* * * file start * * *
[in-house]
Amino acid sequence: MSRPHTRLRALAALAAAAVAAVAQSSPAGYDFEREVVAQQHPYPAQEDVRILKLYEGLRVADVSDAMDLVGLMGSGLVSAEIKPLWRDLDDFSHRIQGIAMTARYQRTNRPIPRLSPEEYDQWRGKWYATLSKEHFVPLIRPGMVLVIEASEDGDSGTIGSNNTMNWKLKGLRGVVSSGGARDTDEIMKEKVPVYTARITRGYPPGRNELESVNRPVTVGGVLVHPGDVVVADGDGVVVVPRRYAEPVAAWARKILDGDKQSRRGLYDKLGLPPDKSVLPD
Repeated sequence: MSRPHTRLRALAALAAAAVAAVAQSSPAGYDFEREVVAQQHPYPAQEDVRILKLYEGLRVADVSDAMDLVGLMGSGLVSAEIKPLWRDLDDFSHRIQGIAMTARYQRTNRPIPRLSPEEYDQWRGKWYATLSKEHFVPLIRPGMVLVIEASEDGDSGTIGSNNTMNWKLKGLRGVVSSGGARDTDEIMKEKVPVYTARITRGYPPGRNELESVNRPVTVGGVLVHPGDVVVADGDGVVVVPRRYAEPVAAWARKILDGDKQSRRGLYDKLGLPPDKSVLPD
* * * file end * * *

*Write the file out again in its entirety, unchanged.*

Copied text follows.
[in-house]
Amino acid sequence: MSRPHTRLRALAALAAAAVAAVAQSSPAGYDFEREVVAQQHPYPAQEDVRILKLYEGLRVADVSDAMDLVGLMGSGLVSAEIKPLWRDLDDFSHRIQGIAMTARYQRTNRPIPRLSPEEYDQWRGKWYATLSKEHFVPLIRPGMVLVIEASEDGDSGTIGSNNTMNWKLKGLRGVVSSGGARDTDEIMKEKVPVYTARITRGYPPGRNELESVNRPVTVGGVLVHPGDVVVADGDGVVVVPRRYAEPVAAWARKILDGDKQSRRGLYDKLGLPPDKSVLPD
Repeated sequence: MSRPHTRLRALAALAAAAVAAVAQSSPAGYDFEREVVAQQHPYPAQEDVRILKLYEGLRVADVSDAMDLVGLMGSGLVSAEIKPLWRDLDDFSHRIQGIAMTARYQRTNRPIPRLSPEEYDQWRGKWYATLSKEHFVPLIRPGMVLVIEASEDGDSGTIGSNNTMNWKLKGLRGVVSSGGARDTDEIMKEKVPVYTARITRGYPPGRNELESVNRPVTVGGVLVHPGDVVVADGDGVVVVPRRYAEPVAAWARKILDGDKQSRRGLYDKLGLPPDKSVLPD